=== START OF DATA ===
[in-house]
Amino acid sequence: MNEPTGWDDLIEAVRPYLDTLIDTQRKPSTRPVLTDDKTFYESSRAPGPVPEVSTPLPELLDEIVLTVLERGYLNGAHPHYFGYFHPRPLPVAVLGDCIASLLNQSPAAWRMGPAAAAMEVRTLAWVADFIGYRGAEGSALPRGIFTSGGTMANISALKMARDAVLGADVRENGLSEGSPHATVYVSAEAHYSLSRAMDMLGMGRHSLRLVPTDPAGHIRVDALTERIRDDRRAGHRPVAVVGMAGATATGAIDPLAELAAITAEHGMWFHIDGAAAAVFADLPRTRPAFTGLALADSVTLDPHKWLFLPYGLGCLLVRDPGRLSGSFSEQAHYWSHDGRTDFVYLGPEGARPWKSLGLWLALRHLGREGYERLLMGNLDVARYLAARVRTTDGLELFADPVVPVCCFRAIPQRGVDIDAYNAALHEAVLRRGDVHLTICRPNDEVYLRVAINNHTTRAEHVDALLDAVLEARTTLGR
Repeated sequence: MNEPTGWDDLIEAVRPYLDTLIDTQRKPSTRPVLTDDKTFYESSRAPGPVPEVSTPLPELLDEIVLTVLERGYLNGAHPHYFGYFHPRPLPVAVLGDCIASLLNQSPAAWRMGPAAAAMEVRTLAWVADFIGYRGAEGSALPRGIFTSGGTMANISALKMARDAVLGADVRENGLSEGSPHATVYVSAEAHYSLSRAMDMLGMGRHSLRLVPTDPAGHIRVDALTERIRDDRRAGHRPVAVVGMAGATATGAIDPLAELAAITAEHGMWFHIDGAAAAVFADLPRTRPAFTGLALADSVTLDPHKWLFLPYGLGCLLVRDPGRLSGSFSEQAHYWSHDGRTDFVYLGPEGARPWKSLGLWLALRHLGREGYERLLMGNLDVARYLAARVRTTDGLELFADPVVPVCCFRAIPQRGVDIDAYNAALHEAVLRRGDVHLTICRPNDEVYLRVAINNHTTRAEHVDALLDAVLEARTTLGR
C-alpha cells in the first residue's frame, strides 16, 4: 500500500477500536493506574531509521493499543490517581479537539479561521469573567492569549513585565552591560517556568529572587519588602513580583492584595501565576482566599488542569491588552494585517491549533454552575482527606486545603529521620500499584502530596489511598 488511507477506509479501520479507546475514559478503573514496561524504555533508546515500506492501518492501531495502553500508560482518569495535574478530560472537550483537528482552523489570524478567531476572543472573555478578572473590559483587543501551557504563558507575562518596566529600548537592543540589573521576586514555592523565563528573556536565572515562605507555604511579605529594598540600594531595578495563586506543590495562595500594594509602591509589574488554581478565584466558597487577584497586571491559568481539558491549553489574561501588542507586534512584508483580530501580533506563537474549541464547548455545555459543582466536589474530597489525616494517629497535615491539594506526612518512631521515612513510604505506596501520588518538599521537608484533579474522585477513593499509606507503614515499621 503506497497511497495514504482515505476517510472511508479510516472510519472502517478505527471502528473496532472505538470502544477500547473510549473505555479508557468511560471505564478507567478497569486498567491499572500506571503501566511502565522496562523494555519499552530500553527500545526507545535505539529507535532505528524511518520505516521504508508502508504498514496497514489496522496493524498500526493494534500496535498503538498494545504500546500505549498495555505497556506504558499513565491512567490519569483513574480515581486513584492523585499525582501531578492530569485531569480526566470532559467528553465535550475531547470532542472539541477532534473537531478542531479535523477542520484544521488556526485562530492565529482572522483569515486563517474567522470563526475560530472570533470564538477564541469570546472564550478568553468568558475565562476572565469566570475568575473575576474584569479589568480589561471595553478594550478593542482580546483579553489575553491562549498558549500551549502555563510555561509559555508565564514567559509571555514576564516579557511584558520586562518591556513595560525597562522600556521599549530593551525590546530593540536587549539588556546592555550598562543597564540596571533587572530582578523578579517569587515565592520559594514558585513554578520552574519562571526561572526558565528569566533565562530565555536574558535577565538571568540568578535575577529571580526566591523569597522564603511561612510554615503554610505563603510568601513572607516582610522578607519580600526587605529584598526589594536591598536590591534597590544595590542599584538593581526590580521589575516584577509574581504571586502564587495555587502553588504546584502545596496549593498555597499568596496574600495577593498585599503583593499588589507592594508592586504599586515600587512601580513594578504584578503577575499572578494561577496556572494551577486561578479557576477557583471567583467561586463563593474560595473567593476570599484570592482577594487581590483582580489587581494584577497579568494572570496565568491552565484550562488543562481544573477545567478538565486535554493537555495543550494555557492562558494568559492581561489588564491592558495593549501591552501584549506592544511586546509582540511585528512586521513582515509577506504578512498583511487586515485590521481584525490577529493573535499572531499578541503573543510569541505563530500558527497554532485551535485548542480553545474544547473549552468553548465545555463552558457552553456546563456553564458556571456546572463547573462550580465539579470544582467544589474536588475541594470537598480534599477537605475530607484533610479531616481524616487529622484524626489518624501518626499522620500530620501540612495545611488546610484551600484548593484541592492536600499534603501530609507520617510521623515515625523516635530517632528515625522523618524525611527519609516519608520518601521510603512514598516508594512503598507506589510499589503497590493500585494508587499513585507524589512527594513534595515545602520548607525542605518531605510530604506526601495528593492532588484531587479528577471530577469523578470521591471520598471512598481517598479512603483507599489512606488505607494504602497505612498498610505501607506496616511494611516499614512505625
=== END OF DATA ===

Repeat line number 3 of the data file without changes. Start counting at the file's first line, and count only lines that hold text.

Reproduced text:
Repeated sequence: MNEPTGWDDLIEAVRPYLDTLIDTQRKPSTRPVLTDDKTFYESSRAPGPVPEVSTPLPELLDEIVLTVLERGYLNGAHPHYFGYFHPRPLPVAVLGDCIASLLNQSPAAWRMGPAAAAMEVRTLAWVADFIGYRGAEGSALPRGIFTSGGTMANISALKMARDAVLGADVRENGLSEGSPHATVYVSAEAHYSLSRAMDMLGMGRHSLRLVPTDPAGHIRVDALTERIRDDRRAGHRPVAVVGMAGATATGAIDPLAELAAITAEHGMWFHIDGAAAAVFADLPRTRPAFTGLALADSVTLDPHKWLFLPYGLGCLLVRDPGRLSGSFSEQAHYWSHDGRTDFVYLGPEGARPWKSLGLWLALRHLGREGYERLLMGNLDVARYLAARVRTTDGLELFADPVVPVCCFRAIPQRGVDIDAYNAALHEAVLRRGDVHLTICRPNDEVYLRVAINNHTTRAEHVDALLDAVLEARTTLGR